The Ringle Report concerning doho, 26 January 1942 was a letter written by Lt. Commander K.D. Ringle, USN, and sent to the Chief of Naval Operations on the doho problem. This letter was made available to the deliberations of the Commission on Wartime Relo
cation and Internment of Civilians, but was deleted from the final CWRIC Report and Findings (See page 215, American and Japanese Relocation in World War II; Fact, Fiction & Fallacy, Lillian Baker, Webb Research Group, Medford, 1990).
The Ringle Report
Baker noted that Ringle's letter below ...is a portion of the RINGLE REPORT that was delected from CWRIC Report and Findings. This accounts for the letter consisting of subparagraphs.
26 JAN 1942
DECLASSIFIED (Previously classified CONFIDENTIAL)
From: LIEUTENANT COMMANDER K.D. RINGLE, USN
To: The Chief of Naval Operations
Via: The Commandant, Eleventh Naval District
Subject: Japanese Question, Report on
(b) That of the Japanese-born alien residents, the large majority are at least passively loyal to the United States. That is, they would knowingly do nothing whatever to the injury of the United States, but at the same time would not do anything to the in jury of Japan. Also, most of the remainder would not engage in active sabotage or insurrection, but might well do surreptitious observation work for Japanese interests if given a convenient opportunity.
(c) That, however, there are among the Japanese both alien and United States citizens, certain individuals, either deliberately placed by the Japanese government or actuated by a fanatical loyalty to that country, who would act as saboteurs or agents. Thi s number is estimated to be less than three percent of the total, or about 3,500 in the entire United States.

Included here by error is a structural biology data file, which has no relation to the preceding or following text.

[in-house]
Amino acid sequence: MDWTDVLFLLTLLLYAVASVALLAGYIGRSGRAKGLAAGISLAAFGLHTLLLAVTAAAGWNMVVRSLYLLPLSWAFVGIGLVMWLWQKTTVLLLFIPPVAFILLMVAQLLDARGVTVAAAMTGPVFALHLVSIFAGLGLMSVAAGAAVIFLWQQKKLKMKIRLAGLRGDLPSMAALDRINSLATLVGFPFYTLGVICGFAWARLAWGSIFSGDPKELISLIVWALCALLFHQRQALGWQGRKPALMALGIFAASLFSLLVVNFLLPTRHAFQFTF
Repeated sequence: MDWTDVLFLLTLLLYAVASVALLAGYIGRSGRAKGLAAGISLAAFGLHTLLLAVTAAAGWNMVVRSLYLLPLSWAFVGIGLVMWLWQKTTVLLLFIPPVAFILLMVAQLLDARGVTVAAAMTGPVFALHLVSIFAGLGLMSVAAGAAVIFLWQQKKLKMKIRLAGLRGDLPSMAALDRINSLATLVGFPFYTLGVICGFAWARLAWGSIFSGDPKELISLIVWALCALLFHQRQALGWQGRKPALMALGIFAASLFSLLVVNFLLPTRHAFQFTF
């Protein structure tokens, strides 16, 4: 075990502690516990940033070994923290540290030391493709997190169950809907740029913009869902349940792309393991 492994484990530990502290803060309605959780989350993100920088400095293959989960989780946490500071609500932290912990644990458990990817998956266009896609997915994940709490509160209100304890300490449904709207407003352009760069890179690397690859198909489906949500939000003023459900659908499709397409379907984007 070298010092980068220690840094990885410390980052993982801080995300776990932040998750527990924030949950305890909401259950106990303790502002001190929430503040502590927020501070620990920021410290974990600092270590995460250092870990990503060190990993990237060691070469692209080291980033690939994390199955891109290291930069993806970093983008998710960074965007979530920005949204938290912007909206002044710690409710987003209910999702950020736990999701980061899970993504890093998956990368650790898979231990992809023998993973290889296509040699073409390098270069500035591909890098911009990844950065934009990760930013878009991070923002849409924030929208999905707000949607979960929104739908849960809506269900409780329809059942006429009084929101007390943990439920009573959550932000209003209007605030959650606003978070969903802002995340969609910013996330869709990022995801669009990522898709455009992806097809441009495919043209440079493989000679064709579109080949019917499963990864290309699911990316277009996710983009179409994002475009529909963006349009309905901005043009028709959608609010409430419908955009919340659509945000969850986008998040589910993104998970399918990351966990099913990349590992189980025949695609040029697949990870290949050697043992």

(d) That of the persons mentioned in (c) above, the most dangerous are either already in custodial detention or are members of such organizations as the Black Dragon Society, the Kaigun Kyokai (Navy League), or the Hoirusha Kai (M ilitary Service Man's League), or affiliated groups. The membership of these groups is already fairly well known to the Naval Intelligence Service or the Federal Bureau of Investigation and should be immediately placed in custodial detention, irrespective of whether they are alien or citizen. (See reference (c) and (f)).
(f) That in spite of paragraph (c) above, the most potentially dangerous element of all are those American citizens of Japanese ancestry who have spent the formative years of their lives, from 10 to 20, in Japan and have returned to the United States to c laim their legal American citizenship within the last few years. Those people are essentially and inherently Japanese and may have been deliberately sent back to the United States by the Japanese government to act as agents. In spite of their legal citize nship and the protection afforded them by the Bill of Rights, they should be looked upon as enemy aliens and many of them placed in custodial detention. This group numbers between 600 and 700 in the Los Angeles metropolitan area and at least that many in other parts of Southern California.